Non se ne può più - "We can't stand it any more" was the sentence I heard everywhere from Easter onwards and indeed I do not think we could have. Sicily at last became a yellow zone last week, which means that bars and restaurants can open in their outside space and the hated curfew has been moved to 11pm. It had been so sad, in recent months, to pass my local bar and see no one sitting on its terrace and to witness the accompanying silence of what is, in normal times, a joyful and welcoming place. That is why it has been such a pleasure, this week, to be able to enjoy a gelato and an aperitivo there again.

I don't think it is understood by government that small local bars can be much more than places of refreshment: For many people who live alone, they are a point of social contact and I know that if I did not appear at mine for a coffee in the morning, they would worry about me and there would be a good chance of someone quickly coming to find me if I fell, or worse, at home. It makes me feel generally safer.

My dog, who has kept me going and provided the affection and cuddles I have so missed over the past fifteen months, is happy to be patted and spoken to on our walks again and she, like me, senses that the heaviness in the atmosphere has lifted. 

"I'm under here, mummy!"

And yes, I have, I am pleased and grateful to be able to say, received my first vaccine. I know that this alone will not guarantee my safety but compared to how I felt a year ago, it has made a tremendous difference. You will all know the story of how, at the beginning of this year, Italy seemed to be doing very well and was even ahead of some other countries in its vaccination plan. Then it all fell apart when the promised quantities of doses from more than one company did not arrive in the EU as expected, for reasons that are not yet clear. I think many of us became very frightened again then and it was a bleak time. But the country has made great progress following this setback, not without difficulty, frustration and tears, and it seems to me that most of us feel very cautiously optimistic.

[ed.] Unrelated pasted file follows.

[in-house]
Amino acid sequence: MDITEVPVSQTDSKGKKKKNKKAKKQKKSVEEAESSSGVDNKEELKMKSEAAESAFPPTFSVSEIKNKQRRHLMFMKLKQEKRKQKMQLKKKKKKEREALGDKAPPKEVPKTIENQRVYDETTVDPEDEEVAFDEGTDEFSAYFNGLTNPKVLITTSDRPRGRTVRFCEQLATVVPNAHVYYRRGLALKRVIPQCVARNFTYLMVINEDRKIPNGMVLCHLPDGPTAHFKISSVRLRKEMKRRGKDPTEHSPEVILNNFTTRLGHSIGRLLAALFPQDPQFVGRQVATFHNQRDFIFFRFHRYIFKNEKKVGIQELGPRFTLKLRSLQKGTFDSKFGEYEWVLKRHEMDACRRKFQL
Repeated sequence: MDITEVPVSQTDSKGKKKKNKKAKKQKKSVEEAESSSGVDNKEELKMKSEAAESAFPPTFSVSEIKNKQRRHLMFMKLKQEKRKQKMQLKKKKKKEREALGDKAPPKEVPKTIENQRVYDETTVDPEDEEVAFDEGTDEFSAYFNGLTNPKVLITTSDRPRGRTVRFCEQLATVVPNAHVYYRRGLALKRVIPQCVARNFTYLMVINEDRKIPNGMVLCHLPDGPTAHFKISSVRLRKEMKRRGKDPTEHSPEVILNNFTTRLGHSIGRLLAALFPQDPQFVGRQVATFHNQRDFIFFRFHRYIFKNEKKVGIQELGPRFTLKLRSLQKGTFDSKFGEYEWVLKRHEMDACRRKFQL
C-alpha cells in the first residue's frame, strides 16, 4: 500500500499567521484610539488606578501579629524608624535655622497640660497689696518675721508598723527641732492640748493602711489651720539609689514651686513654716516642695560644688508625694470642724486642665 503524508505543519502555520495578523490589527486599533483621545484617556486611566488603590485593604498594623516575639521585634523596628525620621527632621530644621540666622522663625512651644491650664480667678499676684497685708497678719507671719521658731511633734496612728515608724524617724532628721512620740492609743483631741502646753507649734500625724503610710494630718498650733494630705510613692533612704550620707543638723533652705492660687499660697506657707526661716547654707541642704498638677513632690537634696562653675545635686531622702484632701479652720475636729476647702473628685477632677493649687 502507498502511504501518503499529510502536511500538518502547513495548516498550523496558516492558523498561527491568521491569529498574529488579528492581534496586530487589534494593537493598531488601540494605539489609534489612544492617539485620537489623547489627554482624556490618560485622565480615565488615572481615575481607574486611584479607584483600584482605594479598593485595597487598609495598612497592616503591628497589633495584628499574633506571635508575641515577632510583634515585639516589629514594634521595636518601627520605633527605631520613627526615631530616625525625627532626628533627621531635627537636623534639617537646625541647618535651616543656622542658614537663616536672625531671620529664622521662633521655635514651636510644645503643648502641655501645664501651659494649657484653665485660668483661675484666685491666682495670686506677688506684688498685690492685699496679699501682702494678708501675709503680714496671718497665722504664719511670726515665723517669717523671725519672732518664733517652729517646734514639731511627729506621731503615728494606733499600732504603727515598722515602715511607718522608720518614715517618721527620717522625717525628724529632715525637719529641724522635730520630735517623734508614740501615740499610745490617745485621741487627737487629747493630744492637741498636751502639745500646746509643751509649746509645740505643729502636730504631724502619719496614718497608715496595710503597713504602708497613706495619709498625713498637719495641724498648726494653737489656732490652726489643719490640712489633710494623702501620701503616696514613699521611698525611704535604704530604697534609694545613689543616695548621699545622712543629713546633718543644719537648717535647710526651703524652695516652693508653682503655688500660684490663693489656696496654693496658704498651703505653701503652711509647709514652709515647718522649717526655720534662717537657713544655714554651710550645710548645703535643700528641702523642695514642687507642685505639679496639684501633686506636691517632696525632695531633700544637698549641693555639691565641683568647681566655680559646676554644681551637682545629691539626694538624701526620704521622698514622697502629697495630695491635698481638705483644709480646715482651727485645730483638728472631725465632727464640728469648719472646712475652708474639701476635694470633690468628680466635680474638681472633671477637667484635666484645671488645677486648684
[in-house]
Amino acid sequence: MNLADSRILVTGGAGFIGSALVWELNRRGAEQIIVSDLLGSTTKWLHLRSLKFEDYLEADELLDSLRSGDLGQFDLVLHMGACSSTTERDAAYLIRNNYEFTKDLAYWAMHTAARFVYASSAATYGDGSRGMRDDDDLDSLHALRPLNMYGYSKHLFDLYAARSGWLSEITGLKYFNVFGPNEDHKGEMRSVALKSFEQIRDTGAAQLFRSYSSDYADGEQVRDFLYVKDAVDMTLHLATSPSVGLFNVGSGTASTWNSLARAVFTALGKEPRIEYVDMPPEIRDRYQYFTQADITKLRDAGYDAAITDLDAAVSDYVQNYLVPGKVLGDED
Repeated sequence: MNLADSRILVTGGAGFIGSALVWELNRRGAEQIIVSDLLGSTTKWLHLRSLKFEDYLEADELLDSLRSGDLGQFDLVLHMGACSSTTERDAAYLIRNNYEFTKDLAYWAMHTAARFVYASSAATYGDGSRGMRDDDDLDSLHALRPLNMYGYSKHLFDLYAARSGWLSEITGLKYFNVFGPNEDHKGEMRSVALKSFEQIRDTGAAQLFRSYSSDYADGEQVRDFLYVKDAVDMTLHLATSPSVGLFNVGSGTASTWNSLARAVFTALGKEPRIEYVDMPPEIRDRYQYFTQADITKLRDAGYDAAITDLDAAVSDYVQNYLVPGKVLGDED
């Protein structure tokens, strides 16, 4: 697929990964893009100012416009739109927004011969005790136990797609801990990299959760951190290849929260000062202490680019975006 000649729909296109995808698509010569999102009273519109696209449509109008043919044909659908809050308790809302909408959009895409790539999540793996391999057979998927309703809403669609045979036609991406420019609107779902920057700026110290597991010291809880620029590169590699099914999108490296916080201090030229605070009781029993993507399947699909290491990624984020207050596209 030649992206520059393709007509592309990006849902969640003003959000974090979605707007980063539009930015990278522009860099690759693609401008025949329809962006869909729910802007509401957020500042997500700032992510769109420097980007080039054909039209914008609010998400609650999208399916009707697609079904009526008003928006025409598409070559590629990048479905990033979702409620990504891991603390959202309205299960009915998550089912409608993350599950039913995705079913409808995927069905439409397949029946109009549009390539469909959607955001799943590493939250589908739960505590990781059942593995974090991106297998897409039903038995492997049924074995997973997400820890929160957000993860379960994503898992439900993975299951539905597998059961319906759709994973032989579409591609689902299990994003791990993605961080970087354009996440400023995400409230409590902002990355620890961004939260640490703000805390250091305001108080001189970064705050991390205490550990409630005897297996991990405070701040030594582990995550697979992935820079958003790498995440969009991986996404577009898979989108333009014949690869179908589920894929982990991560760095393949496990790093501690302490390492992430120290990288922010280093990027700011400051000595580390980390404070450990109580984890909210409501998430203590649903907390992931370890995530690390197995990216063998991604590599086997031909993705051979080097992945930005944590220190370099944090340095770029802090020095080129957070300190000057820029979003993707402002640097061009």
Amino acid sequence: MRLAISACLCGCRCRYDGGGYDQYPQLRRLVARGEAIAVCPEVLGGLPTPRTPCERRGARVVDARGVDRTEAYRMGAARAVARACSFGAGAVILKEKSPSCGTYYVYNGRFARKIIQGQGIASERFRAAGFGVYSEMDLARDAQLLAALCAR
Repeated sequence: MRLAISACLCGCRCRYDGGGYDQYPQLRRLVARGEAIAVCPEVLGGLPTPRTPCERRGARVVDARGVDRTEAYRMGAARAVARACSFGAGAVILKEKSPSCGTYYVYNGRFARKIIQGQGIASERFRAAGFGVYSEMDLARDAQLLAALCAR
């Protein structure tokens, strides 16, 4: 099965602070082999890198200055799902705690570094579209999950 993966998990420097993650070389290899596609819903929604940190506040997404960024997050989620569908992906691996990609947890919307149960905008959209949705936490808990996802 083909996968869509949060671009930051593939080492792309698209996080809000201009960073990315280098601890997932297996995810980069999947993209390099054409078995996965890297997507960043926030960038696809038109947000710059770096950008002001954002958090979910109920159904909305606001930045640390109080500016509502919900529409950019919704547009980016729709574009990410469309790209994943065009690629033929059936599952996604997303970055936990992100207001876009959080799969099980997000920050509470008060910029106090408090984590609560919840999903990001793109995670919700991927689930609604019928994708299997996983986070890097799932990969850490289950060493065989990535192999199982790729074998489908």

Anything that disrupts our routines, the things we take for granted, is hugely stressful and it is usually not  until it happens that we realise this. But it is not only routine that punctuates our lives -  collective celebrations or, sadly, mourning, festivals, public anniversaries and other events also play their part and of course they are missed. Almost every year since I have lived in Sicily (sixteen years on June 2nd, Republic Day) I have attended the lovely Infiorata in Noto to see the "carpet of flowers" which is always on show during the third weekend of May. As I've written here before, such events take place in several parts of Italy and in other Catholic countries and the most likely reason for their origin is simply a desire to create something beautiful for God. And I'm sure that God, like the rest of us, could do with gazing upon some beauty in this situation. Last year the carpet was created but only shown online and this solution had to be repeated this year. Its theme in 2021 was a homage to Dante and the famous words,

e quindi uscimmo a riveder le stelle - and thus we came out to see the stars again

were spelled out in flowers.

Non se ne può più has never seemed more true and the words of the father of the Italian language have expressed the hope of everyone, all over the world.

Image from Quotidiano di Ragusa

I'll try not to leave it so long between posts from now on!

Thursday, April 02, 2020


I begin writing this post on a Sunday lunchtime, a moment when, all over Sicily, a great feat of transportation takes place. It is the movement of happy families off to see other relatives for lunch and it is the movement of food. People carry the antipasti, or the pasta sauce, or the main to their relatives' house, but most of all they carry pastries and desserts - some lovingly made at home, some just as lovingly chosen from the mouthwatering displays of myriad pastry shops. 

But today there is no movement and today there is silence. The earlier sounds, of bells for Mass, of cars full of chattering families going to or from church and thence to the pasticceria or home to pick up the food they have made, of greetings shouted from cars or as they arrive at their destinations, have also been absent.

I go out with my dog for no more than five minutes and only in the street where we live, where she sees none of the people who normally stop and pat her and none of her four-legged friends. I carry a self-certification document, stating for which of the permitted reasons I am out and I hurry, for there are neighbours watching, watching.... I am doing nothing that is not allowed but still I hurry. Besides, every moment outside constitutes a risk and I feel unsafe. Near the post office there is a police car, whose occupants are also watching. They are protecting us, of course and I am grateful. I hurry, not for fear of them but for fear of the thing that terrifies us all - the thing we can't see, the virus.